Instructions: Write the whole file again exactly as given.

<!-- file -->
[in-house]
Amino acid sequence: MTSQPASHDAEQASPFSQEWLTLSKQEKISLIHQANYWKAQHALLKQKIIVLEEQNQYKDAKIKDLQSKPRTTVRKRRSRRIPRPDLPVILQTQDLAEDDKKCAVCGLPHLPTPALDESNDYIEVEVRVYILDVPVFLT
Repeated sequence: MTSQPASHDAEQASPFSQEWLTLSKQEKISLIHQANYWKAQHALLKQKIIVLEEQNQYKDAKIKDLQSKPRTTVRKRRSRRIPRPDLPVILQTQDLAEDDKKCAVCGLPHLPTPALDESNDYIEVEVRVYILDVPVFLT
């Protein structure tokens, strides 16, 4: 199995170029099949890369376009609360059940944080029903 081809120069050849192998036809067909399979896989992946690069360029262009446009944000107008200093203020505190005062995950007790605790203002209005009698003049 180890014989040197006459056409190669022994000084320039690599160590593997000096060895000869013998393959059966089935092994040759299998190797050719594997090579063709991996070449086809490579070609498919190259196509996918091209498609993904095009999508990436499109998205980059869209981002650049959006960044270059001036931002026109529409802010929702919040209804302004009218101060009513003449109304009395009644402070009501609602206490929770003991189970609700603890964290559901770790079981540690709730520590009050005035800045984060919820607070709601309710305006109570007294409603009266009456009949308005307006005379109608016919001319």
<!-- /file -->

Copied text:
[in-house]
Amino acid sequence: MTSQPASHDAEQASPFSQEWLTLSKQEKISLIHQANYWKAQHALLKQKIIVLEEQNQYKDAKIKDLQSKPRTTVRKRRSRRIPRPDLPVILQTQDLAEDDKKCAVCGLPHLPTPALDESNDYIEVEVRVYILDVPVFLT
Repeated sequence: MTSQPASHDAEQASPFSQEWLTLSKQEKISLIHQANYWKAQHALLKQKIIVLEEQNQYKDAKIKDLQSKPRTTVRKRRSRRIPRPDLPVILQTQDLAEDDKKCAVCGLPHLPTPALDESNDYIEVEVRVYILDVPVFLT
């Protein structure tokens, strides 16, 4: 199995170029099949890369376009609360059940944080029903 081809120069050849192998036809067909399979896989992946690069360029262009446009944000107008200093203020505190005062995950007790605790203002209005009698003049 180890014989040197006459056409190669022994000084320039690599160590593997000096060895000869013998393959059966089935092994040759299998190797050719594997090579063709991996070449086809490579070609498919190259196509996918091209498609993904095009999508990436499109998205980059869209981002650049959006960044270059001036931002026109529409802010929702919040209804302004009218101060009513003449109304009395009644402070009501609602206490929770003991189970609700603890964290559901770790079981540690709730520590009050005035800045984060919820607070709601309710305006109570007294409603009266009456009949308005307006005379109608016919001319």